Science on Seneca affords the opportunity for students to engage in “work-bench” and professional science! Students will learn how to use a variety of authentic tools used by professional scientists in the field. In addition, students will record their data and submit their findings to an ongoing (20+ year) database available online!

Science on Seneca is an EPA awarded environmental education program that aims to provide students a place-based, experiential learning opportunity while engaging in professional science in the context of the Finger Lakes.

Today, the Finger Lakes face a variety of environmental threats, including: agricultural pollutants, shoreline development, recreational use, and the introduction of invasive species (SOS). Science on Seneca offers an authentic educational experience, enabling students to make connections between the data they find and potential solutions for environmental concerns in their home communities! In order to develop place-based educational experiences for our students in relation to their local community we must ask: What makes Science on Seneca a place-based educational experience?

According to Avery (2013) Place-Based Education requires each of the following conditions.

  1. Engages from a specific place and includes indigenous cultural and nature studies.
  2. Is multidisciplinary and experiential.
  3. Includes local internships/entrepreneurial opportunities.
  4. Connects students with the community, involving them in decision making and real-world problem solving.
  5. Reflects a much wider-ranging learning paradigm than simply learning to take a test.

Visit here to see how Science on Seneca meets each of these criteria, in addition to addressing several learning standards!

Interested in attending Science on Seneca – click here to learn more! Teacher training sessions are offered both in the fall and spring for educators interested in bringing classes aboard!

Check back next week to see how our two-day field expedition with Science on Seneca allowed us to learn!

What kinds of environmental threats exist surrounding your school district? Are there educational opportunities available for you and your students to partake in? How can we add to this list? Comment below!

References:

  • Avery, L.M. (2013). Rural Science Education: Valuing Local Knowledge. Theory into Practice, 52(1): 28-35.
  • Hobart and William Smith Colleges. (2017). Science on Seneca (SOS). Retrieved form: http://www.hws.edu/fli/sos.aspx.
  • Science on Seneca (SOS). 2016. Teacher Center: Training Manual. Retrieved from: http://www.hws.edu/fli/pdf/sos_manual.pdf.

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Extending Our Community of Learners via Blogging

As educators we so often advocate for resources and opportunities that enable us to extend the community of learners for our students to become involved in, better yet members of. In order to do so we must extend the community of learners in which we engage, support and learn from. As educators we recognize the importance of being a lifelong learner; we cannot teach reform-minded, scientifically literate citizens of tomorrow without committing to a life of continuous learning ourselves.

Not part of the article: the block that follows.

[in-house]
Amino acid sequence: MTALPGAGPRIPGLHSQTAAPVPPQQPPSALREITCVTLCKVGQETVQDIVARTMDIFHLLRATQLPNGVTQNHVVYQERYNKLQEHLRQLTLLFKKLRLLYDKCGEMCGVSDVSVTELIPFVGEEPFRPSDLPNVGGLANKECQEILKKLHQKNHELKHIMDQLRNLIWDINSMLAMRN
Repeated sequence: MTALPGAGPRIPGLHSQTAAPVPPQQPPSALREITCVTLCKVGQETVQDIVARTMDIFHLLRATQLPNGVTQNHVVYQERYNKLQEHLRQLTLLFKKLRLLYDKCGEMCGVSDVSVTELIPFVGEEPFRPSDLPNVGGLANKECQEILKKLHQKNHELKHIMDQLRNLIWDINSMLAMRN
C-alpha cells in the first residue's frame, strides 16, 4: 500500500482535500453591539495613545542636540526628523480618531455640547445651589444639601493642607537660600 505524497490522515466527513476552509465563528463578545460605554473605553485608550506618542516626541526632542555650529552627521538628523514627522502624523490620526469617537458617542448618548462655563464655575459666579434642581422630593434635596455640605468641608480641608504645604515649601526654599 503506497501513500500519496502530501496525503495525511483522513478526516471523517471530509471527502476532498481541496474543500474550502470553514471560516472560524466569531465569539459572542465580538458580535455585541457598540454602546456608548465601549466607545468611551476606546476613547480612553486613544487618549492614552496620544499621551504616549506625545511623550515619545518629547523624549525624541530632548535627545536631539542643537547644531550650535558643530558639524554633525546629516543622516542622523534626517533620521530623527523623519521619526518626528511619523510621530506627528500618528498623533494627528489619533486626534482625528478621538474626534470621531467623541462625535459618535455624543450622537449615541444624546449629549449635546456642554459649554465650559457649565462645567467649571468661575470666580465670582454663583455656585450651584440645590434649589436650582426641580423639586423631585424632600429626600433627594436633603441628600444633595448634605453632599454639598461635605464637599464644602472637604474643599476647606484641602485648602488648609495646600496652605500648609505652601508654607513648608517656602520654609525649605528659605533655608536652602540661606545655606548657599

Our community of learners begins with those closest to us: our students, our colleagues and members of our local community. The pursuit of educating our youth is a responsibility of which all members of the community must partake. The youngest learners in our community depend on opportunities inside and outside of school in order to develop, investigate and understand their own interests and passions. Community-based science opportunities are enriching for all involved and well worth the investment!

Source: Research Gate

As educators we too benefit from the support of our colleagues, near and far! Professional learning communities offer educators the opportunity to connect and collaborate with colleagues, see evidence-based practices in action, view a new perspective on teaching and learning and keep up with current events in education around the globe!

Check out these professional learning communities for science educators:

  1. National Science Teachers Association
  2. Science Teachers Association of New York State
  3. National Association of Biology Teachers

In addition to professional learning communities, technology allows us to connect with people from around the world through blogging. While the purpose of blogs vary based on the individual authors, each blog provides unique insight for educators and students alike! Here is a list of blogs I have explored this week:

  1. Think Inclusive 
  2. iBiology
  3. Teach Science for All
  4. Kate’s Classroom Cafe
  5. Student Voices (Nature Education)
  6. Looking for others…Check out Teach Thought’s 52 Education Blogs You Should Follow

As I work to extend the community of learners I engage in, support and learn from I would appreciate your input! Please comment below with blogs and learning communities that you are involved in.